When I started to focus more on sharing information as well as making art, I soon became amazed at how much information was being held in the archives of this blog.

I also learned from Jakob Neilsen (the guru of web usability), that one way of having a positive impact is to create a way of making sure that information on a blog/website remains accessible and does not become buried. New readers and new visitors don't know what you've written about in the past!

Blogging has enabled me to learn how to:
  • take information and make a digital record
  • create a very specific post about a very specific topic - which might only be of interest to a limited number of people. I've learned how to make it easier for people to find that post in future eg through the use of very specific titles and appropriate key words. I also have learned from my stats that people do in fact find those posts long after they were written.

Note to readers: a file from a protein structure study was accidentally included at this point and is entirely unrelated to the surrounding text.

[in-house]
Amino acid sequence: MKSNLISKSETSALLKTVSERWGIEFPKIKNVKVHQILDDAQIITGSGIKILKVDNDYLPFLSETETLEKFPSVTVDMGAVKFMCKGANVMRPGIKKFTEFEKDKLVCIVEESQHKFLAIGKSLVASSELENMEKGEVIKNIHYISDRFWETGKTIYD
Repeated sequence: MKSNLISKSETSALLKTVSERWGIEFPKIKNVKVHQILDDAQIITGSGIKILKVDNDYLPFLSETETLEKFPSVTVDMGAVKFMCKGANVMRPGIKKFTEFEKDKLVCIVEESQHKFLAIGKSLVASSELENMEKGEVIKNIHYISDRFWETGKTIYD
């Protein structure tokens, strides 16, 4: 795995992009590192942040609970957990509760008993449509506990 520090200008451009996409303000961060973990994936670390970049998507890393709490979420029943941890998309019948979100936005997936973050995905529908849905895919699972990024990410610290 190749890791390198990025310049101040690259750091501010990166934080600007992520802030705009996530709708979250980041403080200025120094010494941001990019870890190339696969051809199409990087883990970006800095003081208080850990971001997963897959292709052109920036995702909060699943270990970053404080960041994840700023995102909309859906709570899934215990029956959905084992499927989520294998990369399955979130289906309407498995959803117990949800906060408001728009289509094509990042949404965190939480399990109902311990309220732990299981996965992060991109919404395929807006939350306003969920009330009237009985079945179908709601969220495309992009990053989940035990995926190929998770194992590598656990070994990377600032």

• create projects on this blog about a specific art-related topic eg colour and composition. I've found it needs to be long enough to be able to cover a topic adequately. Also that breaking out information into chuncks (individual blog posts) helps to make it more accessible.
  • reference related previous posts (via post titles and specific URLs) as I build topics so that people can see it's part of a series and not just an isolated post or miss what has gone before
  • create a variety of information sites which group the most relevant posts into topic areas. I've now got over 100 information websites about very defined topics which share blog posts and other links and resources about or related to my art interests. All of them reference one or more of my blogs.
I'm very clear that this blog is popular and has had so many visitors in part because I've created a variety of ways that people can easily access blog posts written in the past but which remain relevant to their particular interest.

Overall - my pattern of blogging seems to reveal my highly structured approach to organising my art and my information about art.

However, through blogging, I've also learned how to be plan - how be comfortable with uncertainty and how to be more spontaneous and adaptable - which I have to say came as a bit of as a bit of a surprise!